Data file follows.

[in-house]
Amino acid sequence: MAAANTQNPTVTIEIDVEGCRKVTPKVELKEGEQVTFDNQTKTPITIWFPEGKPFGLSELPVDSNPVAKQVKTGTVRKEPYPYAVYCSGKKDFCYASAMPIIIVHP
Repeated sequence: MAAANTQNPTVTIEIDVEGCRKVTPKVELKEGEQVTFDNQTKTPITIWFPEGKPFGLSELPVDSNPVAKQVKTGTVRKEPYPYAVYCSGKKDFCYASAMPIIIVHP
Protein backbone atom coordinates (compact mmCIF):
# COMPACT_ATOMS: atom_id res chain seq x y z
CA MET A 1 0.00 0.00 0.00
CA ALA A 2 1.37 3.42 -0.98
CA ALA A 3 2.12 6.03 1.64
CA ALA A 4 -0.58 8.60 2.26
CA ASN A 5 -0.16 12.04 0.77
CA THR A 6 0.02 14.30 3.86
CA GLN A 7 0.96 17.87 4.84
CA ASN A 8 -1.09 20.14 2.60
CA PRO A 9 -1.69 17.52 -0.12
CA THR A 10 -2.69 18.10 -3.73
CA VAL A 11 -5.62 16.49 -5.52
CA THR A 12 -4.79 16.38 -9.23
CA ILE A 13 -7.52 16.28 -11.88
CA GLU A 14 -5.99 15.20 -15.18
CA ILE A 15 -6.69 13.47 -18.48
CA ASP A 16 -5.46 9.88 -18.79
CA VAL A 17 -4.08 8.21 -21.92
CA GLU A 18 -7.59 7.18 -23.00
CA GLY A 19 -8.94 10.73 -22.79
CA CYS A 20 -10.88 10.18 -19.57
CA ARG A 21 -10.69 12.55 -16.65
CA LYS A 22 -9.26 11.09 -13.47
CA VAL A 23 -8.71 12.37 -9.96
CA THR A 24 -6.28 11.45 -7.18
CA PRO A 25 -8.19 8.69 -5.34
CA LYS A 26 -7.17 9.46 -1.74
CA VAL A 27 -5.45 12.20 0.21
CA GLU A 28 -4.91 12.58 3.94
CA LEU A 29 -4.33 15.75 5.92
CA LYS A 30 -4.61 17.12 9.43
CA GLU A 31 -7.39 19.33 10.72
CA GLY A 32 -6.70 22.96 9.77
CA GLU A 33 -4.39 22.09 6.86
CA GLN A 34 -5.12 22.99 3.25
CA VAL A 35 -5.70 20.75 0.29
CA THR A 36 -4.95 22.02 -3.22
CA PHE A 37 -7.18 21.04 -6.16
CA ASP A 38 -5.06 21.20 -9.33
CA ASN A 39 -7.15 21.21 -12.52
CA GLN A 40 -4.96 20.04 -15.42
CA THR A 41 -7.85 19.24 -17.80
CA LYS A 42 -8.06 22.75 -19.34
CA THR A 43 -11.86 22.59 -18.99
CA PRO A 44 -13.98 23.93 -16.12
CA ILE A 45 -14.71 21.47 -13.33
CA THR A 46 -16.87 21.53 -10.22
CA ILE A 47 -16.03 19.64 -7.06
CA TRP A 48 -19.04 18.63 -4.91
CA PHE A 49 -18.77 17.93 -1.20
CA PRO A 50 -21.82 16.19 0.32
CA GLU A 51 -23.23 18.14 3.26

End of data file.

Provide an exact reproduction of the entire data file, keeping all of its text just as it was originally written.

[in-house]
Amino acid sequence: MAAANTQNPTVTIEIDVEGCRKVTPKVELKEGEQVTFDNQTKTPITIWFPEGKPFGLSELPVDSNPVAKQVKTGTVRKEPYPYAVYCSGKKDFCYASAMPIIIVHP
Repeated sequence: MAAANTQNPTVTIEIDVEGCRKVTPKVELKEGEQVTFDNQTKTPITIWFPEGKPFGLSELPVDSNPVAKQVKTGTVRKEPYPYAVYCSGKKDFCYASAMPIIIVHP
Protein backbone atom coordinates (compact mmCIF):
# COMPACT_ATOMS: atom_id res chain seq x y z
CA MET A 1 0.00 0.00 0.00
CA ALA A 2 1.37 3.42 -0.98
CA ALA A 3 2.12 6.03 1.64
CA ALA A 4 -0.58 8.60 2.26
CA ASN A 5 -0.16 12.04 0.77
CA THR A 6 0.02 14.30 3.86
CA GLN A 7 0.96 17.87 4.84
CA ASN A 8 -1.09 20.14 2.60
CA PRO A 9 -1.69 17.52 -0.12
CA THR A 10 -2.69 18.10 -3.73
CA VAL A 11 -5.62 16.49 -5.52
CA THR A 12 -4.79 16.38 -9.23
CA ILE A 13 -7.52 16.28 -11.88
CA GLU A 14 -5.99 15.20 -15.18
CA ILE A 15 -6.69 13.47 -18.48
CA ASP A 16 -5.46 9.88 -18.79
CA VAL A 17 -4.08 8.21 -21.92
CA GLU A 18 -7.59 7.18 -23.00
CA GLY A 19 -8.94 10.73 -22.79
CA CYS A 20 -10.88 10.18 -19.57
CA ARG A 21 -10.69 12.55 -16.65
CA LYS A 22 -9.26 11.09 -13.47
CA VAL A 23 -8.71 12.37 -9.96
CA THR A 24 -6.28 11.45 -7.18
CA PRO A 25 -8.19 8.69 -5.34
CA LYS A 26 -7.17 9.46 -1.74
CA VAL A 27 -5.45 12.20 0.21
CA GLU A 28 -4.91 12.58 3.94
CA LEU A 29 -4.33 15.75 5.92
CA LYS A 30 -4.61 17.12 9.43
CA GLU A 31 -7.39 19.33 10.72
CA GLY A 32 -6.70 22.96 9.77
CA GLU A 33 -4.39 22.09 6.86
CA GLN A 34 -5.12 22.99 3.25
CA VAL A 35 -5.70 20.75 0.29
CA THR A 36 -4.95 22.02 -3.22
CA PHE A 37 -7.18 21.04 -6.16
CA ASP A 38 -5.06 21.20 -9.33
CA ASN A 39 -7.15 21.21 -12.52
CA GLN A 40 -4.96 20.04 -15.42
CA THR A 41 -7.85 19.24 -17.80
CA LYS A 42 -8.06 22.75 -19.34
CA THR A 43 -11.86 22.59 -18.99
CA PRO A 44 -13.98 23.93 -16.12
CA ILE A 45 -14.71 21.47 -13.33
CA THR A 46 -16.87 21.53 -10.22
CA ILE A 47 -16.03 19.64 -7.06
CA TRP A 48 -19.04 18.63 -4.91
CA PHE A 49 -18.77 17.93 -1.20
CA PRO A 50 -21.82 16.19 0.32
CA GLU A 51 -23.23 18.14 3.26